PAYOH VETS PTE LTD
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PYOMETRA IN A SILKIE TERRIER
Case written: May 26, 2004. Case updated: Sep 22, 2008
Dr Sing Kong Yuen, BVMS (Glasgow), MRCVS.
"Doc, are you sure you have
the correct diagnosis just by touching her stomach?"
"Your bitch may not survive the next two days," I had to be brutally frank on a joyous day, the day Christ was born. "Her rectal temperature had dropped to 37.3 deg C despite treatment. That is way below the normal of 38.5 deg C."
Mr Lim's aged mother had lived long enough to know about deaths. She suppressed her sorrow but tears just cascaded down. The Silkie Terrier was her constant companion as all the children had grown up and had their own families. They had no time for her now. She said, "I did not know she has this disease."
I had to inform her to prevent misunderstanding, as usually the veterinary surgeon is blamed when a dog dies after an operation. "Your son brought the bitch for her annual vaccination last month. I advised him to get the womb removed because the bitch had a persistent swollen vulva, an abnormal condition of the reproductive system."
The normal bitch usually has a swollen vulva only when she is on heat and this swelling subsides after 2 weeks. In this bitch, the swelling persisted for the past years. She would have a hormonal imbalance and would be licking her private parts frequently to clean up evidence of vaginal discharge. I advised spaying but most Singaporean owners don't want to spay the dog for various personal reason.
She had a very high fever
of 39.9 deg C two days before surgery. She was not eating and had vomited
a few times. Her abdomen was distended, as if she was pregnant. She had
passed "watery pinkish blood" in her vagina in small amounts.
I was consulted again because the bitch was not eating for 5 days and had
been vomiting. The diagnosis was pyometra, an infection of the womb.
The recommendation was surgery to remove the womb as soon as the bitch was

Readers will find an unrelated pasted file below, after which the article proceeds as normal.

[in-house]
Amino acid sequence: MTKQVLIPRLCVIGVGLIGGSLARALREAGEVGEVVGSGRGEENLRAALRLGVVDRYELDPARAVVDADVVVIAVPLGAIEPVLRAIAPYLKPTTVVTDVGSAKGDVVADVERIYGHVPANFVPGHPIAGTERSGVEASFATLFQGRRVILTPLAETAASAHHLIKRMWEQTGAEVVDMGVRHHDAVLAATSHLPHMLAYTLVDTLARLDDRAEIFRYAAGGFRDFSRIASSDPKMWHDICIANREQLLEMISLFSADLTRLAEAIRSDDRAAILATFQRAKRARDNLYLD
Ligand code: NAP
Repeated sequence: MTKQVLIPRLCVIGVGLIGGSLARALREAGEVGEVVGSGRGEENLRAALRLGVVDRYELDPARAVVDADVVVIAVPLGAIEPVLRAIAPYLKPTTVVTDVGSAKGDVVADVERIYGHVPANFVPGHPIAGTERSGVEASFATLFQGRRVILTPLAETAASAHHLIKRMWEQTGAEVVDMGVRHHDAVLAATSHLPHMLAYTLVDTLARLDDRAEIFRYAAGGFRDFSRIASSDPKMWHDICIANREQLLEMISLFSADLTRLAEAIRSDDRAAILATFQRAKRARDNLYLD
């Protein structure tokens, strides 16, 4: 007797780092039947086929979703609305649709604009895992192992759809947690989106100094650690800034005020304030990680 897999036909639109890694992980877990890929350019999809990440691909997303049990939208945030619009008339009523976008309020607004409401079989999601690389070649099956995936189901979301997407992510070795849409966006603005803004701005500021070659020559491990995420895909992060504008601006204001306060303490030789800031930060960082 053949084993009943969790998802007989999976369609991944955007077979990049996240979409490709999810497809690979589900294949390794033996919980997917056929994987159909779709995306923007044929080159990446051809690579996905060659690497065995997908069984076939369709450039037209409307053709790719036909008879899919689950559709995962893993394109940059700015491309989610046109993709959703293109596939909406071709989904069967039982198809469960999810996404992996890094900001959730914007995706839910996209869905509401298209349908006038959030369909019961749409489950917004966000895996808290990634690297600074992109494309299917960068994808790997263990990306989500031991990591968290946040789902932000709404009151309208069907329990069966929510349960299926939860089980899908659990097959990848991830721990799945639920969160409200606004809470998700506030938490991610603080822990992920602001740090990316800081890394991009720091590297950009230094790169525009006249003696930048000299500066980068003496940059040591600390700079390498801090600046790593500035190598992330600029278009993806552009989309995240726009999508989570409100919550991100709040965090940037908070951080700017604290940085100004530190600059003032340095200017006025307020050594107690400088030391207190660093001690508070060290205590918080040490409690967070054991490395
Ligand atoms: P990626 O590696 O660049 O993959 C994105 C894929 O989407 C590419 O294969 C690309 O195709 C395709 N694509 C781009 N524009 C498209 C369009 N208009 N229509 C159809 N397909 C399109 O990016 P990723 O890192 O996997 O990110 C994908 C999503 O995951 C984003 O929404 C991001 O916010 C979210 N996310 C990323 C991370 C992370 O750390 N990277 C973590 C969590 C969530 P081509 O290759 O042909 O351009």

stabilised with fluid therapy some six hours later.
"If you don't mind paying more money,there is the blood test, the ultra scan and the X-rays to confirm the diagnosis of pyometra," I suggested, being used to such questioning.
"Or you can seek a second opinion from another veterinary surgeon, but you have to do it immediately as your bitch is very sick."
Dog owners are more sophisticated nowadays and they ask many questions but they are not willing to pay more for laboratory and other tests. In 2004, Singapore was again mired in retrenchments and cost-cutting after the Severe Acute Respiratory Syndrome (SARS) outbreak.
Every second counted in this case. I advised
further: "If the bitch is not operated, she will die soon. If
she is operated, she may die during or after the surgery."
"About 10% of survival after surgery in this
case," I estimated.
To operate or not to? It was Hobson's choice for
the dog owner.
I offered some food to her. She suddenly
snapped at my fingers. This was a "dangerous" dog. It was a
good sign that she was more active. However, it would be difficult to feed
her the nutritious food after surgery.
Would this Silkie Terrier recover better at home?
If not, Mrs Lim would still spend time with her rather than let the bitch
die away from her owners.
|For non-spayed female dogs, pyometra is easily diagnosed if she passes a lot of dirty reddish brown blood some 2-6 weeks after her heat. Some of the vaginal discharge is starchy and yellowish. Others are sticky and dark reddish brown.|
|The womb of a female dog with pyometra taken out from the abdomen and placed on the surgical drape. The uterine horns are greatly distended with pus and can be as wide as 3 - 6cm in diameter (bigger than the width of an adult's finger).|
|The womb of a normal female dog. The uterine horns are very thin, usually less than 0.5 cm in diameter.|
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